3. I like that Hiroshima Jaguar. It would be about the same size as a late 90s C-D class car, I expect. I wonder does it have a rear centre arm-rest?

    4. These current Mazdas’ flanks always look like a flag that’s distorted by the wind

      How does this car behave in an accident when its metalwork is so easily bent by the wind?

  3. Not seeing an Urban Crossover in the metal, I’m sorry to be a fence sitter. Whilst the Toyota C-HR raises my blood pressure, this UX leaves me a little cold. A mark of a B+, could do better.
    Here’s another view of the UX

    As for the Mazda, that back end resembles a child’s toy; push down on the springy back and watch it wheel away (on a hard surface, a carpet just wouldn’t work)

    1. Nice bus!

      Have you been at the sherry again, Andrew, or are you drawing our attention to the wheel arches?

  4. How dare you, occifer…
    Yes, those wheel arches are rather fetching on the Trolleybus. I’m sure the Lexus spiel will contain elements of their athletic rhythm and dynamic stance of their latest baby and in fairness, they have tried to do something different from everyone else. As Mr Doyle pertinently points out, it sure ain’t no German car.
    My base levels really do like Mazda’s red but the CX-30 is a bit Tonka Toy. I’m not a projected customer though being far too old to consider such sporting crossed with utilitarian tendencies.

  5. The term “creative urban explorers” probably emerged from Lexus market research data. It sounds like a “persona”, an amalgam of the characteristics of the target demographic. I have my doubts about personas as a design tool. Up to a point they are handy for simplifying a target user group and so might be useful. Ford´s “Antonella” who was the persona imagined as the Fiesta customer at one time is believable. She was a youngish female living in an urban area.

    Whether there are many people who can be fully characterised as “creative urban explorers” is not obvious. I don´t think there are distinct groups who we´d call creative urban explorers. I think real creative urban explorers have an old Ford Fusion or fifth hand Mitsubishi Carisma or an old Laguna estate (i.e. something cheap and useful). There might be some who think of themselves a bit in this way but who are not really creative, urban or explorative. I reminds me of the kind of yellow-beige hiking boot that symbolises outdoorinesss which is not worn by actual outdoorsy people. This car is like that boot. Lexus don´t have a USP for this car and so the whole deal rests on styling. The CH-D does it better.
    About the design, it looks like a plausible Toyota and not like a plausible Lexus. It isn´t a horror but my impression is that some design tropes have run their course and this car is where they ran out of steam. Opel´s Grandland X is the European equivalent of this. On the plus side, if one can afford the car and it does the job then I don´t think anyone should avoid it.
    Is it called “UX” as a nod to the concept of “user-experience”?

    1. Possibly not, but that’s certainly the first association that came to my mind!

  6. between CX30 and the Lexus, the mazda for life.
    however it´s not my kind of car, a deflated cx-30 lowered would be better than the current mazda 3 of which I struggle to digest the c pillar.

  7. it’s a sad business when we’re reduced to pondering
    such lacklustre things as this Lexus and the Mazda.
    I certainly prefer the Lexus, it takes more risks and is,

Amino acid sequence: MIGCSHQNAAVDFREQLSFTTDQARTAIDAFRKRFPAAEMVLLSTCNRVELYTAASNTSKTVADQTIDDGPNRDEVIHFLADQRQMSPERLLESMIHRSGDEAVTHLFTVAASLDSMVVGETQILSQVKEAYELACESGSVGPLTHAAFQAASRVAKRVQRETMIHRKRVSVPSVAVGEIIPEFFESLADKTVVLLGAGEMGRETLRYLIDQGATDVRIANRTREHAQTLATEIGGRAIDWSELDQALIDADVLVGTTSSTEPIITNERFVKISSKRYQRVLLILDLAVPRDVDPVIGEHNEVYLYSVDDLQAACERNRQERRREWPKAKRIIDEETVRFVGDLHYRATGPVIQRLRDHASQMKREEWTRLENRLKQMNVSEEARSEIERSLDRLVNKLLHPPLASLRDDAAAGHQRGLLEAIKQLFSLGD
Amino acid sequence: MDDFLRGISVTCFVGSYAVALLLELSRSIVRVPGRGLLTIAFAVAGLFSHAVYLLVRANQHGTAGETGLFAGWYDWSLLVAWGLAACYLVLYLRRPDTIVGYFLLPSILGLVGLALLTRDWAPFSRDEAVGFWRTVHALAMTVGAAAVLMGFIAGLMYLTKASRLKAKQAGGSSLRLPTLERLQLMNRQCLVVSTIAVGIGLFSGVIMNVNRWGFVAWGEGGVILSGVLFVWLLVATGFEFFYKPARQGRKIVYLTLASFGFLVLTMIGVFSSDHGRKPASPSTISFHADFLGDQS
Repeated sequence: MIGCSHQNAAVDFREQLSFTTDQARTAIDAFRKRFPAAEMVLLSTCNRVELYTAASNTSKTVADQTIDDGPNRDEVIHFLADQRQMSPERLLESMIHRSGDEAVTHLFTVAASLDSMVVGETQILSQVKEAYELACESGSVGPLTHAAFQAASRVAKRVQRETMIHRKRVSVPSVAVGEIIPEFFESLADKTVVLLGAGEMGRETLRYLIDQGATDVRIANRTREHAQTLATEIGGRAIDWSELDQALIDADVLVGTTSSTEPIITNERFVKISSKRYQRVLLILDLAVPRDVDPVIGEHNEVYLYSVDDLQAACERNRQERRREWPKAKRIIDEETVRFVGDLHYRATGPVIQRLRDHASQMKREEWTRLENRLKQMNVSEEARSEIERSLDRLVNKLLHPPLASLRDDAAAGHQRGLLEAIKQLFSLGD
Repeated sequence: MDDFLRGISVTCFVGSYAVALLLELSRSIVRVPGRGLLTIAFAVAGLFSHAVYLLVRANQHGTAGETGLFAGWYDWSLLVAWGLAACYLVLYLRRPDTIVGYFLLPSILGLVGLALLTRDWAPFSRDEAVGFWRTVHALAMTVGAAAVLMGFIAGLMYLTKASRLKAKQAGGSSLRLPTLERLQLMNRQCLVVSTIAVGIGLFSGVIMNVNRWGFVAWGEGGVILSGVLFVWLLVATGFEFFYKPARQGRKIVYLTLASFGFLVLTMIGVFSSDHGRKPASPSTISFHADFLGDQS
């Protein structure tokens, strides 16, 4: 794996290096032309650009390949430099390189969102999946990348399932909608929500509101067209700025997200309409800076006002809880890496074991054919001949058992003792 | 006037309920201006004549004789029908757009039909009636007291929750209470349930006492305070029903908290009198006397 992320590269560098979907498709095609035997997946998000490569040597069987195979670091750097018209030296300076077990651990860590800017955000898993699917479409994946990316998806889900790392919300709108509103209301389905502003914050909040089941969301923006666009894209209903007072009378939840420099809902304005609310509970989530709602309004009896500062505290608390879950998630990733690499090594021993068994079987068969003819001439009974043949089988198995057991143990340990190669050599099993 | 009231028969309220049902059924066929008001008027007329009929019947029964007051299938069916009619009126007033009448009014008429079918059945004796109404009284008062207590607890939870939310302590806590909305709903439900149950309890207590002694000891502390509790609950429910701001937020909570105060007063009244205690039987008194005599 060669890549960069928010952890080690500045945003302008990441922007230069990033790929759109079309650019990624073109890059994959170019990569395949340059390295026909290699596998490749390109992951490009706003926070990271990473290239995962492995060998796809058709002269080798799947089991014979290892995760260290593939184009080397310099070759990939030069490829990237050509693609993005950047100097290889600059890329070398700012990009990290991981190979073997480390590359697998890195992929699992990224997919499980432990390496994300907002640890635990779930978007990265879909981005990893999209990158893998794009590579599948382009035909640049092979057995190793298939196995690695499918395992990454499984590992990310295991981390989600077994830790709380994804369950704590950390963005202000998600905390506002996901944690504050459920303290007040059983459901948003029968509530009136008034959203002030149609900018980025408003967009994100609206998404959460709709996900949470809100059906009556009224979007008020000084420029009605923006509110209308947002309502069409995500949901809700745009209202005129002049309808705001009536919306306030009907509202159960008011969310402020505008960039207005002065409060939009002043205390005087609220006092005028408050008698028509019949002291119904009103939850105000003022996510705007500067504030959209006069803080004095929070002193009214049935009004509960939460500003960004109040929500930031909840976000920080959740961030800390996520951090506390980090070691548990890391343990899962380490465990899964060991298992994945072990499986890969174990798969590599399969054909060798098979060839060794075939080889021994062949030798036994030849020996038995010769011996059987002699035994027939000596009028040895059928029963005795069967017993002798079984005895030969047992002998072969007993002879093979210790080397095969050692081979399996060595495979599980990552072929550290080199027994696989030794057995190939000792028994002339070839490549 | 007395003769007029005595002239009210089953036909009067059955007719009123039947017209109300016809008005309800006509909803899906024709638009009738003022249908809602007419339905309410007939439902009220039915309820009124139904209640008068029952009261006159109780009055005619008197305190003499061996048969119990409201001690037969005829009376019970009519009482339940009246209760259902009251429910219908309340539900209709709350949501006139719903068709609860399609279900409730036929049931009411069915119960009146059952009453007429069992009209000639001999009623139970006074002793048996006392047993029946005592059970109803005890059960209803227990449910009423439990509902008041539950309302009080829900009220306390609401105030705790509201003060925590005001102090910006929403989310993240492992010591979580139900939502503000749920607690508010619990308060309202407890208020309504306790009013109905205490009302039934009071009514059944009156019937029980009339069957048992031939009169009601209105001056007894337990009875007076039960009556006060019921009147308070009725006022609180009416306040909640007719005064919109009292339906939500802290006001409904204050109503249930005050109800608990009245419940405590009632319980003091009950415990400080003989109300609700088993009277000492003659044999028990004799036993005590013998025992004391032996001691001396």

for me, better resolved. in my lifelong kitchen-table-
    “designing” of cars and motorcycles I can recall a passing
    penchant for wheel arches round at front and cocked at
    the rear. they can work well, though I can’t offer examples.
    the Mazda’s arches seem designed for bigger wheels, and
    the black bits are just too big. and a pox on Mazda red.
    while I’m at it, a pox on alloy wheels too, most of them are
    infantile to look at, enviromentally costly to produce, and
    no lighter than sensibly sized and engineered steel wheels.

  8. If I have a problem with Lexus and some Toyotas it´s that the drama in the front is not matched by the rest of the car. I am prett sure all of these Waku-Doki cars could be saved by more sensible valences. The sides and rear are actually okay. The front is OTT. The Mazda is dramatic yet consistent and not out of control. Having looked at the Mazda 3 saloon it is pretty much the car Alfa Romeo should have made with the Giulietta. I quite like the Giulietta but Mazda´s offerings in the same market are clearly better Alfas.

  9. A review of the Mazda3 saloon is here. https://www.whatcar.com/mazda/3/saloon/review/n20270/in-the-cabin
    It gets my vote for its buttons and controls. The dimensions of the 3 saloon are very close to a mid 90s C-D class car which makes it right-sized in my book.
    Whatcar think that because the 6 is nearly the same price as the 3 it makes the 3 a bad deal – why not buy the 6 they ask. They miss the point that the 6 is nice but rather too big (especially wide). So, the Mazda3 saloon is pretty much the car for someone who wants a useful amount of car and no more. The boot holds 440 litres, a little shy of the 460 litres I consider most acceptable. Still.

    Notice that the photos at Whatcar are very legible and realististically toned. So what´s with Car magazine and its John Hinde aesthetic (especially in print)?

    1. the 3 saloon is very nice IMHO, the 3 5doors is pretty heavy, and also I agree with who says, it could have been an Alfa Romeo

  10. Great though the Mazda 3 saloon looks it’s underpinnings are very, very far from Jaguar-esque. Cheapy McPherson struts up front and a torsion beam rear axle, all made from stamped steel. I had one as a courtesy car and you feel that poverty car rear suspension setup on a bad road, although I’ll admit it’s very good on smooth roads. Not OK for a car that can cost over £30k, IMHO.

    Mazda are making some of the best looking mainstream cars you can buy right now though, their surfacing in particular is very subtle and nuanced and can take a long time to fully absorb.

    1. in comparison with the previous model it has become poorer in regard of the suspensions.